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Why Enterprise Leaders Should Prioritize IoT and OT Security as Attack Surfaces Grow

We sat down with Bud Broomhead, CEO of Viakoo, to discuss the importance of IoT/OT security in 2023 and the elements of a strong security strategy for enterprises. Since Viakoo was founded in 2013, the company has produced industry-leading innovations in IoT security while growing the customer base to include numerous F1000 companies.


 Bud Broomhead

Why is IoT/OT security particularly important going into 2023?

DDoS attacks, ransomware, data exfiltration, deepfakes, and other threats are rooted in IoT/OT systems. IoT/OT devices are the largest and fastest growing attack surface formed out of existing vulnerabilities. Often, IoT and OT devices exist outside the traditional framework defended by cybersecurity teams, falling, for example, under the purview of non-IT organizations like physical security and manufacturing. Further, many IoT devices were not designed with security in mind, making them difficult to secure, update, and monitor remotely, resulting in severely out-of-date software or default passwords running on a huge volume of devices, expanding the attack surface even more. As cyberattackers have grown more sophisticated, leveraging highly specific attack vectors based on the most neglected parts of the network, IoT and OT systems have become a favorite access point for malicious actors. Defending against this must be a priority moving into 2023, as we know it will be a priority access point for attackers.

Why should enterprises invest in IoT/OT security compared to other business priorities?

IoT and OT security must be considered an essential part of a holistic cybersecurity program and receive the corresponding level of investment. Many organizations rely on IoT/OT devices for achieving revenue and profit goals, making their security an existential threat to achieving business priorities. With more breaches and exploits being performed through IoT/OT systems, all the other reasons to invest in cybersecurity (brand damage, data loss, etc) are part of deciding to invest. And unlike traditional IT systems, IoT/OT systems often have a physical presence that can be exploited to cause physical damage and terror (e.g. causing a factory to explode). Cybersecurity generally must be defined as a priority for senior leadership, and IoT/OT security should be identified as a key part of the attendant strategy. The specific level of investment will depend on each organization’s exposure determined by the scale of their IoT network.

How should organizations balance their IoT/OT security objectives with more traditional cybersecurity?

IoT and OT security must be defined clearly as an essential part of the overall cybersecurity strategy by senior leadership. Every effective cybersecurity strategy will include rigorous analysis of the company’s IoT/OT threat posture at a minimum, and those organizations with greater IoT attack surfaces must invest at a corresponding rate. It’s not an issue of creating new security strategies; IoT/OT security is often a process of extending IT security strategies (such as identity management, zero trust, patch management) to a new class of devices.

How can companies measure their IoT/OT security posture?

Measuring the effectiveness of a security program comes from having established some fundamentals: knowing all the IoT/OT assets, being able to apply threat assessment on them, and having processes to update and manage their security. Measuring just on how many breaches or exploits would not provide a picture of the overall security posture. With these fundamentals an organization can them establish metrics on their security posture, such as what percent of devices have unpatched exploitable vulnerabilities. The concept of the “security journey” is another way to assess security posture; for example, if an organization is not using an asset discovery solution it is early in its security journey. Mapping out and planning stages in that journey can provide an organization with a high-level assessment of their security posture.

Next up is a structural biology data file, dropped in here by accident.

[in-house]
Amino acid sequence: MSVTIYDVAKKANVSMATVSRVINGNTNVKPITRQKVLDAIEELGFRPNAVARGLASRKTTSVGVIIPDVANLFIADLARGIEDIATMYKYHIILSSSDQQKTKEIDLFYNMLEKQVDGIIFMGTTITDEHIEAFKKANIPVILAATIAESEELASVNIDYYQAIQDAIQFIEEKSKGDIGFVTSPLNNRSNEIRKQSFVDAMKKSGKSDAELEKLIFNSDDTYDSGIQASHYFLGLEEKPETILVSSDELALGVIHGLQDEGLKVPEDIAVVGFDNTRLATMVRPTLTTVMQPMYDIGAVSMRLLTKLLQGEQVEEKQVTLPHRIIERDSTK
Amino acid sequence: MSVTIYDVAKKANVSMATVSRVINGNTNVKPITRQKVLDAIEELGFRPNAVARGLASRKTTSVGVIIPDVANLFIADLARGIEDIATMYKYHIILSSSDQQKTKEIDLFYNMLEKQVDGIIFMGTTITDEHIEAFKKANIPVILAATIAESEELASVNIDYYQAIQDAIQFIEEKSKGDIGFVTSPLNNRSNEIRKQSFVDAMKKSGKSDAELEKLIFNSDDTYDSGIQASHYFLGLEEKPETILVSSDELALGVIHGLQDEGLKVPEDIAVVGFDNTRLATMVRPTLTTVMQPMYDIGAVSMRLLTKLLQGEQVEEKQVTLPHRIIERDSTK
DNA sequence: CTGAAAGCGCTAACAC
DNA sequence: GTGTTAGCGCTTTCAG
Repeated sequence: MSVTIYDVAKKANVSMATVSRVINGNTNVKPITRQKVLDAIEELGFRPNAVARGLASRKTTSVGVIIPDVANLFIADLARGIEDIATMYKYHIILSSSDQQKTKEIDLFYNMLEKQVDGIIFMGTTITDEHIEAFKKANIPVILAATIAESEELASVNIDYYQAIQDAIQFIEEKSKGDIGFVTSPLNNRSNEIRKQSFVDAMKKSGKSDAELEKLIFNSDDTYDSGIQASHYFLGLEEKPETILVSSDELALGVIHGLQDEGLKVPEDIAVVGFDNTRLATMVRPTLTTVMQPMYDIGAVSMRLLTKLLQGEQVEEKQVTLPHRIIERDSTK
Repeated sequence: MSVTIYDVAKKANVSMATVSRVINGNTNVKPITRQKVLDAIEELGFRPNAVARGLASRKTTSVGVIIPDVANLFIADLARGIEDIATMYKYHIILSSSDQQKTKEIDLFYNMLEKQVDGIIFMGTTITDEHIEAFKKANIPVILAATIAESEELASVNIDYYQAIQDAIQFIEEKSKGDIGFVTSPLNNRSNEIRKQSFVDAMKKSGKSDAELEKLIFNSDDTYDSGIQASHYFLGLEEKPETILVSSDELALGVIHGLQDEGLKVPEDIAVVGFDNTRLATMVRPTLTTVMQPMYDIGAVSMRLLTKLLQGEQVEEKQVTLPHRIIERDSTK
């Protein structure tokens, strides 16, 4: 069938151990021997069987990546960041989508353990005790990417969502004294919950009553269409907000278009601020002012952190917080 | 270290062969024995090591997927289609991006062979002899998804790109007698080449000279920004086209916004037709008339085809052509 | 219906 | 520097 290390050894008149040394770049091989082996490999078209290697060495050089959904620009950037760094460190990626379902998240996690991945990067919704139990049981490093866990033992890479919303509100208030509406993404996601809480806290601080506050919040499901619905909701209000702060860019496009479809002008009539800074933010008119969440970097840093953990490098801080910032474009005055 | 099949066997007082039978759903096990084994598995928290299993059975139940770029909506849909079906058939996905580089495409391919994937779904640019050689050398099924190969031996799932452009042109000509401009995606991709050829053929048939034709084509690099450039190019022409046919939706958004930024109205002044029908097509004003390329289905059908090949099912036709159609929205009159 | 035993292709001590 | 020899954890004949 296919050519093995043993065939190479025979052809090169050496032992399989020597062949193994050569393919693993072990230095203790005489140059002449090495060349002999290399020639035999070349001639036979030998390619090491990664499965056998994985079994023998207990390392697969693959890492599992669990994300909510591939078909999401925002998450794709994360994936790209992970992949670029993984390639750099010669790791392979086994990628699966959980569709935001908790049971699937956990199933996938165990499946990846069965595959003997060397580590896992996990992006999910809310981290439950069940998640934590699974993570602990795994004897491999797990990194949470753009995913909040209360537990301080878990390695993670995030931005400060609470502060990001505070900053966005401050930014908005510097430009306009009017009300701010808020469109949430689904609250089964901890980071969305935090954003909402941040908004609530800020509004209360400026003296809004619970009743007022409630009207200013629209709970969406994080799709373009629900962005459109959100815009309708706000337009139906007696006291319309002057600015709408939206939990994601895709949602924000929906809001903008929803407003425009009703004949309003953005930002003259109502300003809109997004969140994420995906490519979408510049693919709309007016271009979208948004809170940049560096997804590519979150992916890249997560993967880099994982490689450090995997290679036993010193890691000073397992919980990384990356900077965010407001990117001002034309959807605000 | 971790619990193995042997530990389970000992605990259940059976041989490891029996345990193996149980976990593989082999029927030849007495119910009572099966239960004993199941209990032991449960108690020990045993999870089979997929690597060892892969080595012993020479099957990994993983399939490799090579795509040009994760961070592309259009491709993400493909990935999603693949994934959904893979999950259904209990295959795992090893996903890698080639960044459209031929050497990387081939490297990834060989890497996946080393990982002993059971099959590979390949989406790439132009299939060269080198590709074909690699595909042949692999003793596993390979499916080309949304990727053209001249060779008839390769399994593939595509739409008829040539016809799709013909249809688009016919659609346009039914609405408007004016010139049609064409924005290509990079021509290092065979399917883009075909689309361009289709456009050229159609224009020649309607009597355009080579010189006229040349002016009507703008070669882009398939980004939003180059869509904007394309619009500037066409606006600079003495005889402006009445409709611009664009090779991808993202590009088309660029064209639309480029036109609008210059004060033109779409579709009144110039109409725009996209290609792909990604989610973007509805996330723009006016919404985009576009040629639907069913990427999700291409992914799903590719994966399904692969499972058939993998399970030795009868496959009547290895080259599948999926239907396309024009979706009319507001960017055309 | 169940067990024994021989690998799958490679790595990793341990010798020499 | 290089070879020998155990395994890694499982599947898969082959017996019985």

What are the key elements to a good IoT/OT security strategy?

Four key elements are identification, prioritization, communication, and automation. Patching IoT vulnerabilities is already an uphill battle for security teams, which often don’t have the visibility or resources to contend efficiently with an ever-growing IoT attack surface. There are a variety of good scanners that can give these teams visibility into these threats, however, the scale of vulnerabilities requires the team then to prioritize. Teams must determine which threats represent the most risk to their specific business, rather than technical severity divorced from business context, a dynamic vulnerability severity scores aren’t always able to capture. Communications are also critical – the worst time for the team managing IoT/OT devices to open lines of communication with the IT security team is after a breach occurs.


Forming internal security committees that bring together the lines of business managing devices, the IT security team, CISO organization, and potentially others is an important part of becoming resilient to an attack. The most important part of an effective IoT/OT security strategy in 2023 is automation. The scale of the attack surface is massive and always growing, and every business with IoT/OT exposure must leverage automation to contend with that scale, no matter if their organization is a small shop managing a dozen devices or a large enterprise managing tens of thousands. Once threats are identified, business-focused prioritization policies and powerful automation tools supporting the security team enable any organization to defend against the large and growing IoT/OT attack surface. ###

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